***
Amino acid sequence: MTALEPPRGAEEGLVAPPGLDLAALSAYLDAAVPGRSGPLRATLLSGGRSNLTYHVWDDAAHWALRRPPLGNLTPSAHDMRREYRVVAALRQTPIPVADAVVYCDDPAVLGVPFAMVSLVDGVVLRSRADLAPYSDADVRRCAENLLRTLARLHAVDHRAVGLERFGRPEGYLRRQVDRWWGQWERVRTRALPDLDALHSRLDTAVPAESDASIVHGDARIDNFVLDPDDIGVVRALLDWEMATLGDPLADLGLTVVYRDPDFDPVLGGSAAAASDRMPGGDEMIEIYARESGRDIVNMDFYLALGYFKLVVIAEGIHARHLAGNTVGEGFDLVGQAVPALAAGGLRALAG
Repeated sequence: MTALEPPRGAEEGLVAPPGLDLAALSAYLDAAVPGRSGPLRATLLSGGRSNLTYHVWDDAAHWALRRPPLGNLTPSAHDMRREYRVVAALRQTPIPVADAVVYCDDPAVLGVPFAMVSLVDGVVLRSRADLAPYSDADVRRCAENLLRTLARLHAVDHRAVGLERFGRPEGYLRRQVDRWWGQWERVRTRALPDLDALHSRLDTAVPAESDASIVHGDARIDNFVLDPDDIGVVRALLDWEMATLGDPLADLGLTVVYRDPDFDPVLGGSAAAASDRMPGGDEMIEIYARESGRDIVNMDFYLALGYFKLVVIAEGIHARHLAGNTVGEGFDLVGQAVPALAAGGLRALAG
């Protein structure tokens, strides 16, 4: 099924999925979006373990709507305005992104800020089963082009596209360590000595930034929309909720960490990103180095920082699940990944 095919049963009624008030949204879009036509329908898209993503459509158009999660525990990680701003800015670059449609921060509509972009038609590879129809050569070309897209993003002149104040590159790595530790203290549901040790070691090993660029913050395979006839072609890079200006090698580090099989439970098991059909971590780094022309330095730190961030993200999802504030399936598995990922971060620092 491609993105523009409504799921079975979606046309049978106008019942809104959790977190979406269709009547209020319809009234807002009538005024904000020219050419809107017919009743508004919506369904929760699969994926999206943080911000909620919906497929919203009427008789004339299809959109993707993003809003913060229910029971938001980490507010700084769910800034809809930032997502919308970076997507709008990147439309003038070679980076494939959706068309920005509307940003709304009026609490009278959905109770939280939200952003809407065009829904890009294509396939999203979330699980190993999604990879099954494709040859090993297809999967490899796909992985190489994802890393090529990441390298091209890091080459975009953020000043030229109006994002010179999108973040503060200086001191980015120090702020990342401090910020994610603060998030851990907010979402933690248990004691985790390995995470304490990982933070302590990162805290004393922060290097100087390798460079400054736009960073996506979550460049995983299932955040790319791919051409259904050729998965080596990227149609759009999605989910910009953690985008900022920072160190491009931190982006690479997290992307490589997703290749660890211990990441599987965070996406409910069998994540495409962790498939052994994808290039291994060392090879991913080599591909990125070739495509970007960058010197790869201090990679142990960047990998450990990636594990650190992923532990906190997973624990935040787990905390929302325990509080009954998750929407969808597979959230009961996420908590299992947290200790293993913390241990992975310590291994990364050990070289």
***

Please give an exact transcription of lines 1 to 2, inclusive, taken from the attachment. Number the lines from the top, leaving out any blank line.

Amino acid sequence: MTALEPPRGAEEGLVAPPGLDLAALSAYLDAAVPGRSGPLRATLLSGGRSNLTYHVWDDAAHWALRRPPLGNLTPSAHDMRREYRVVAALRQTPIPVADAVVYCDDPAVLGVPFAMVSLVDGVVLRSRADLAPYSDADVRRCAENLLRTLARLHAVDHRAVGLERFGRPEGYLRRQVDRWWGQWERVRTRALPDLDALHSRLDTAVPAESDASIVHGDARIDNFVLDPDDIGVVRALLDWEMATLGDPLADLGLTVVYRDPDFDPVLGGSAAAASDRMPGGDEMIEIYARESGRDIVNMDFYLALGYFKLVVIAEGIHARHLAGNTVGEGFDLVGQAVPALAAGGLRALAG
Repeated sequence: MTALEPPRGAEEGLVAPPGLDLAALSAYLDAAVPGRSGPLRATLLSGGRSNLTYHVWDDAAHWALRRPPLGNLTPSAHDMRREYRVVAALRQTPIPVADAVVYCDDPAVLGVPFAMVSLVDGVVLRSRADLAPYSDADVRRCAENLLRTLARLHAVDHRAVGLERFGRPEGYLRRQVDRWWGQWERVRTRALPDLDALHSRLDTAVPAESDASIVHGDARIDNFVLDPDDIGVVRALLDWEMATLGDPLADLGLTVVYRDPDFDPVLGGSAAAASDRMPGGDEMIEIYARESGRDIVNMDFYLALGYFKLVVIAEGIHARHLAGNTVGEGFDLVGQAVPALAAGGLRALAG